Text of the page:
When thinking about proximity, budget definitely comes into play. Remember that distance between school and home isn’t just about missing family or seeing friends, but also raising or cutting costs! Think about whether your decision will have an effect on your financial situation as well.
3. Family time
Relationships are probably the number one factor keeping college freshmen close to home—and for good reason! It can be hard to tear yourself away from family and friends. Whether you are going close or far, family time is something to consider when you’re thinking about proximity from home to school.
Kelly Rourke, a junior at Clark University whose hometown is just 20 minutes away from her school, loves being close to her family. “Whether it’s bringing some laundry home on a Sunday or having a weekend meal with my family, I have enjoyed being able to stay connected by being close by,” she says. “I also think that being close to home is totally what you make of it. You don’t have to go home all the time or even see your family at all outside of school breaks, but having the option to do so is definitely nice.”
Quality family time is definitely something to consider when choosing a school, near or far. Just because you choose a school far from home doesn’t mean you don’t care about spending time with family—there are always other factors to weigh. However, if you find yourself struggling when you’re away from home for weeks at a time, you might want to thinking about staying close to your family.
4. Missing out on opportunities
There are certainly benefits to choosing a school close to home, but there are downfalls as well. If you’re constantly popping home for a visit every weekend, you might be missing out on opportunities and experiences at school.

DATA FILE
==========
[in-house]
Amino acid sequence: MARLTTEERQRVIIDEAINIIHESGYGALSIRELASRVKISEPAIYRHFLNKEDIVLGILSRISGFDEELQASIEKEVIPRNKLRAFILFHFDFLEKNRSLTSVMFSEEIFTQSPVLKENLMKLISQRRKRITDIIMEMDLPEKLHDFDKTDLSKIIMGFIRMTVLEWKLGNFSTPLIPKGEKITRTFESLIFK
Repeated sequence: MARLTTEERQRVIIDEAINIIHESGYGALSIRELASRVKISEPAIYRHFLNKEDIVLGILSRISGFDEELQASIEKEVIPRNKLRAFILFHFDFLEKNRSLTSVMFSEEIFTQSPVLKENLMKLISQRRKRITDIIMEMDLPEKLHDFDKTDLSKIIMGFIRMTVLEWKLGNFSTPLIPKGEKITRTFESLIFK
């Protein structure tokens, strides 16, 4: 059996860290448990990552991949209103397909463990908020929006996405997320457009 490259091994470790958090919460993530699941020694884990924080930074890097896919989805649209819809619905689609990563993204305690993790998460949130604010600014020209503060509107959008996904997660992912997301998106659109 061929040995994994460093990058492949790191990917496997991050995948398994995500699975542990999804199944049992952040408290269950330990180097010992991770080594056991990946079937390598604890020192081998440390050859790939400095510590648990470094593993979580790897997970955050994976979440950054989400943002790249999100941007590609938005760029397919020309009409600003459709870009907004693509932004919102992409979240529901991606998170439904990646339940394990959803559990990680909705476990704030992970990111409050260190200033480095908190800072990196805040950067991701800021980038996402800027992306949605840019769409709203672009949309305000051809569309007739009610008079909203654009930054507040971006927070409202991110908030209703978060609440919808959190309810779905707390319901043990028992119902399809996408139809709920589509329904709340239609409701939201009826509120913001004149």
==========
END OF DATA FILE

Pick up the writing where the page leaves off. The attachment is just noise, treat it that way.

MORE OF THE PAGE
While Shelby recognizes the benefits of attending college close to home, she also finds that there are negatives. “I went home almost every weekend my freshman year because I was so homesick,” Shelby says. “It gave me a disadvantage at making friends and having fun.”
It’s common for students who attend school close to their hometown to spend a lot of free time back at home, especially during freshman year. When you’re feeling homesick or desperate to keep in touch with friends, it can be tempting to pop back home. Just remember that if you choose a school close to home, it doesn’t necessarily mean that you should be spending all your time there (unless you truly want to)! Be sure you have your priorities straight and recognize that there will be opportunities and experiences on campus as well. Figure out what is most important to you so you can create a nice balance between home and school!
5. Experiencing different lifestyles
Lifestyles often change in correlation with geographical location, so consider how the culture will change wherever you decide to go to school.